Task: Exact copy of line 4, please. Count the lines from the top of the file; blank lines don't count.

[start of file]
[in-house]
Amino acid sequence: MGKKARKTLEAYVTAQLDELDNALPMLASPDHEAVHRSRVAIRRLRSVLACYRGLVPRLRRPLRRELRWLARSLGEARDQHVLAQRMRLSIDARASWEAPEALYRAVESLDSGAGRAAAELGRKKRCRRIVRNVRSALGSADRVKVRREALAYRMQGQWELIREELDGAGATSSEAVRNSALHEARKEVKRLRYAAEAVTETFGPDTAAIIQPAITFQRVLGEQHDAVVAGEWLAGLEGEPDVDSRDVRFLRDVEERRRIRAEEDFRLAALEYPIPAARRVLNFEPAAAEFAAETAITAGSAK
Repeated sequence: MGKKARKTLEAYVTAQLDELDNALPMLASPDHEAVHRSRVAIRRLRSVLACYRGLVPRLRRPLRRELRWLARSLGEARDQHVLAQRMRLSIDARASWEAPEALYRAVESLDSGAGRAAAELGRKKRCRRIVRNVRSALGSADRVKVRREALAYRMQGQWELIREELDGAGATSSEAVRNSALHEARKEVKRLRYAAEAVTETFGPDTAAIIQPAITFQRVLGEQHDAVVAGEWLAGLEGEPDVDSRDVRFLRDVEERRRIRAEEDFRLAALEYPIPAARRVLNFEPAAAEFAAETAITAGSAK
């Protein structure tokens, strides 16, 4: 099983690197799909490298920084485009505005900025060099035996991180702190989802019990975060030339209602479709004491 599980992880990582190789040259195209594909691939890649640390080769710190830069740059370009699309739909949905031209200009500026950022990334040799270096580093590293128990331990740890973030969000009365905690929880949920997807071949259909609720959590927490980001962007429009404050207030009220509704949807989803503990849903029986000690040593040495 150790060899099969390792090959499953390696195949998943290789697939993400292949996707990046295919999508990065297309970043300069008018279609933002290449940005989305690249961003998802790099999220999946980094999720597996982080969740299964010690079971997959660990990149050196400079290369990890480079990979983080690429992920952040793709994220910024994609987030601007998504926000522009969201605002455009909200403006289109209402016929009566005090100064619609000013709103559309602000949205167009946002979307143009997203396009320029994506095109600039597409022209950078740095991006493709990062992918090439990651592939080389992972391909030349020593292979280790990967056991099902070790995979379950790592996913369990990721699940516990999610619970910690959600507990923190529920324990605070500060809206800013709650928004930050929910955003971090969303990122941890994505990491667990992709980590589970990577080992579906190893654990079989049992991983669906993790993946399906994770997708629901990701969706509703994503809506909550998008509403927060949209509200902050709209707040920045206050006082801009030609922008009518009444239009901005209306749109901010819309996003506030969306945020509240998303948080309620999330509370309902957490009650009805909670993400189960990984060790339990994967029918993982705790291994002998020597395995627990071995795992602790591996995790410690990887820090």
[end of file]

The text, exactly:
């Protein structure tokens, strides 16, 4: 099983690197799909490298920084485009505005900025060099035996991180702190989802019990975060030339209602479709004491 599980992880990582190789040259195209594909691939890649640390080769710190830069740059370009699309739909949905031209200009500026950022990334040799270096580093590293128990331990740890973030969000009365905690929880949920997807071949259909609720959590927490980001962007429009404050207030009220509704949807989803503990849903029986000690040593040495 150790060899099969390792090959499953390696195949998943290789697939993400292949996707990046295919999508990065297309970043300069008018279609933002290449940005989305690249961003998802790099999220999946980094999720597996982080969740299964010690079971997959660990990149050196400079290369990890480079990979983080690429992920952040793709994220910024994609987030601007998504926000522009969201605002455009909200403006289109209402016929009566005090100064619609000013709103559309602000949205167009946002979307143009997203396009320029994506095109600039597409022209950078740095991006493709990062992918090439990651592939080389992972391909030349020593292979280790990967056991099902070790995979379950790592996913369990990721699940516990999610619970910690959600507990923190529920324990605070500060809206800013709650928004930050929910955003971090969303990122941890994505990491667990992709980590589970990577080992579906190893654990079989049992991983669906993790993946399906994770997708629901990701969706509703994503809506909550998008509403927060949209509200902050709209707040920045206050006082801009030609922008009518009444239009901005209306749109901010819309996003506030969306945020509240998303948080309620999330509370309902957490009650009805909670993400189960990984060790339990994967029918993982705790291994002998020597395995627990071995795992602790591996995790410690990887820090």